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What is a Satellite Telephone?

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  • Written By: Dee S.
  • Edited By: Jenn Walker
  • Last Modified Date: 06 December 2016
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A satellite telephone is a telephone that can be mobile or fixed in one spot. Although it works similar to land-based cellular phone, a satellite telephone relies on satellites in the atmosphere to relay communications from one person to another. It is most commonly used in remote places, where the land-based telephone lines and cellular towers are not present, such as in undeveloped countries or on an ocean-going boat. It can also be helpful if other forms of communications are unavailable due to a natural disaster, such as an earthquake, hurricane, tidal wave, or other devastating event.

If a satellite telephone is transportable, it looks much like a modern cellular phone or smartphone. These phones are most often used when someone travels to an area where a typical cellular phone signal is hard to find. For example, someone traveling in remote areas of Central or South America may find a satellite telephone helpful. In the alternative, a satellite telephone that is in a fixed spot, such as on a boat or in a rural village, is much bulkier.

Some satellite telephone services provide full coverage of all areas of the globe, while others provide regional coverage. Most services are divided between their use of geosynchronous satellites and low Earth orbit satellites. In addition, some countries, such as North Korea, do not allow residents or visitors to possess satellite telephones. These countries may regulate or even block satellite telephones from transmitting signals.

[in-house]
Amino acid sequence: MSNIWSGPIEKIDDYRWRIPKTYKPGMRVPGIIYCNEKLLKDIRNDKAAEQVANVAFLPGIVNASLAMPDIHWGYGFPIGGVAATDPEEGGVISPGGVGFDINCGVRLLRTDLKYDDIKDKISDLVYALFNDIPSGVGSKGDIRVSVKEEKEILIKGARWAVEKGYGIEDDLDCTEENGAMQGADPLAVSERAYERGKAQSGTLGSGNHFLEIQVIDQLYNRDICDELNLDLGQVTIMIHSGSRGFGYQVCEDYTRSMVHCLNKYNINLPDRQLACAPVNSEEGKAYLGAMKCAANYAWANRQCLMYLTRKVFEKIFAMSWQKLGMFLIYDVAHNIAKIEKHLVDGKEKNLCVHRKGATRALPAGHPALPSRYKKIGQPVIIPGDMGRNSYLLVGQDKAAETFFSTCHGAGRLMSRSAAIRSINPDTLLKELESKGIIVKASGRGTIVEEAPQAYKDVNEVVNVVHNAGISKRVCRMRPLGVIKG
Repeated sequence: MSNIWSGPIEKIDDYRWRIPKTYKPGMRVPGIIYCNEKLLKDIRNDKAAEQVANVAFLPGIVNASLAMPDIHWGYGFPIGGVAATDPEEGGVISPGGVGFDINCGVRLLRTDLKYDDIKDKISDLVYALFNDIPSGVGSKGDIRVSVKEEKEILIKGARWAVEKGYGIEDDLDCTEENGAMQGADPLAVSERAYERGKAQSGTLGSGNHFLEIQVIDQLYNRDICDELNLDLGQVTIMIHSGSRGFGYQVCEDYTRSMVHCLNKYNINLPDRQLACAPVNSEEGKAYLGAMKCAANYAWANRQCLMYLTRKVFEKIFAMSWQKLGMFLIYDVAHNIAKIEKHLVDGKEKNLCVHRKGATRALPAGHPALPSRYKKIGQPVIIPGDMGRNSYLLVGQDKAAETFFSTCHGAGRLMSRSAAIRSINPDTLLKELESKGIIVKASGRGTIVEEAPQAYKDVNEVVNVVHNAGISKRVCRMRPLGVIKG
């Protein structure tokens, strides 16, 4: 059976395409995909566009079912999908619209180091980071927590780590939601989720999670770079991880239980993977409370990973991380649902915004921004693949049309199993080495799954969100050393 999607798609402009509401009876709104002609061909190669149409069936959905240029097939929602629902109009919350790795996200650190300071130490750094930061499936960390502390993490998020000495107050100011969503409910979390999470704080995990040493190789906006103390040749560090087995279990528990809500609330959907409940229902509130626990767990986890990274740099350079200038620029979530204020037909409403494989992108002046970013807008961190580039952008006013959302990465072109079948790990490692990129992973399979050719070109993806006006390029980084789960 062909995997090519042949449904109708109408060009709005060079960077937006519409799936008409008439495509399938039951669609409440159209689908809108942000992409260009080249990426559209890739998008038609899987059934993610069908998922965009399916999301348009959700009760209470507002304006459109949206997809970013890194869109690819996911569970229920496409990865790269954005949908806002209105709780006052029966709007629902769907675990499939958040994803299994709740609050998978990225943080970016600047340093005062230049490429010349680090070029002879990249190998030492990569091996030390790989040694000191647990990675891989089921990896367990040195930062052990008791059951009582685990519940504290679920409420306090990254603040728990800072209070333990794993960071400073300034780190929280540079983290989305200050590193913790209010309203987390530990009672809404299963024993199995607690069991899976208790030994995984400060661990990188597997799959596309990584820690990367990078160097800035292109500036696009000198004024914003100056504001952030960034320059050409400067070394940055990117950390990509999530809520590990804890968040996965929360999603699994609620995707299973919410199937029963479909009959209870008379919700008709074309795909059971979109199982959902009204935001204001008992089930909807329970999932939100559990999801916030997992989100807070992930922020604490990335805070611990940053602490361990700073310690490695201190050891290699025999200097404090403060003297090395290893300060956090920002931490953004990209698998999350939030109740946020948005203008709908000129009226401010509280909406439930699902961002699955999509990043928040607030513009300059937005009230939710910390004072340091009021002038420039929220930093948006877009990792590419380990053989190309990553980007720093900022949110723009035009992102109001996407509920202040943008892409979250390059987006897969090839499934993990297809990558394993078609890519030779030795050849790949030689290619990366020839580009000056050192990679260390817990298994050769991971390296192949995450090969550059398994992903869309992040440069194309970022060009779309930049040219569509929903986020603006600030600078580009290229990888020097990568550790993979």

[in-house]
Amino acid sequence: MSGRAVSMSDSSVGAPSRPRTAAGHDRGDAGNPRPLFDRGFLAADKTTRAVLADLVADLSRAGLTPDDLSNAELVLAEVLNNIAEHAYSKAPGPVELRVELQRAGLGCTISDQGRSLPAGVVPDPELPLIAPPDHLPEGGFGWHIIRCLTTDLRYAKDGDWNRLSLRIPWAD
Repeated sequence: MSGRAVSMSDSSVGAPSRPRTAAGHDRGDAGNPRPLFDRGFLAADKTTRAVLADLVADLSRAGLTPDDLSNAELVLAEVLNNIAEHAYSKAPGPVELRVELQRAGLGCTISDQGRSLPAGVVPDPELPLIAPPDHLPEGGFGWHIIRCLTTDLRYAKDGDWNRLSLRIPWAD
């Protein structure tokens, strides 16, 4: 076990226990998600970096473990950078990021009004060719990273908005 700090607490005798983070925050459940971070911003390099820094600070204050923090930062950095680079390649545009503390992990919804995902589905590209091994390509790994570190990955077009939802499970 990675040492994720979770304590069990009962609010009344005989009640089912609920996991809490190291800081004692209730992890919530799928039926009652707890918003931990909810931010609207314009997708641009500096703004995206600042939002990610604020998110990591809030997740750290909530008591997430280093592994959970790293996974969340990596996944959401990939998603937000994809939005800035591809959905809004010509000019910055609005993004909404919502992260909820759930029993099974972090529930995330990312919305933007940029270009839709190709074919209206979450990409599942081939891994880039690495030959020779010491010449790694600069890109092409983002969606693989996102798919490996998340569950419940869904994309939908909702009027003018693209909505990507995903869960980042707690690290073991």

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Geosynchronous satellites are placed at a certain height in the atmosphere. These satellites travel at the same speed as the rotation of the Earth. The result is that the satellites do not appear to move. Consequently, few satellites are need for global coverage. On a downside, there can be a noticeable signal delay and shaky voice communications using these satellites, making communications unpleasant.

Low Earth orbit satellites are placed much lower in the atmosphere than geosynchronous satellites. Since they are lower to the ground, more satellites are necessary to give full coverage. On the upside, the signal has fewer delays and communications are often clearer.

The satellite telephones can range from moderately priced to quite expensive. There is usually a cost per each minute of use as well. In addition, there are some plans in which the user can pay for minutes before using them, saving some money. Some satellite telephones offer Internet connections in addition to the ability to provide vocal communications. Although most people will not use a satellite telephone instead of a land-based phone or a cellular phone, it may prove useful when least expected, making the cost irrelevant.

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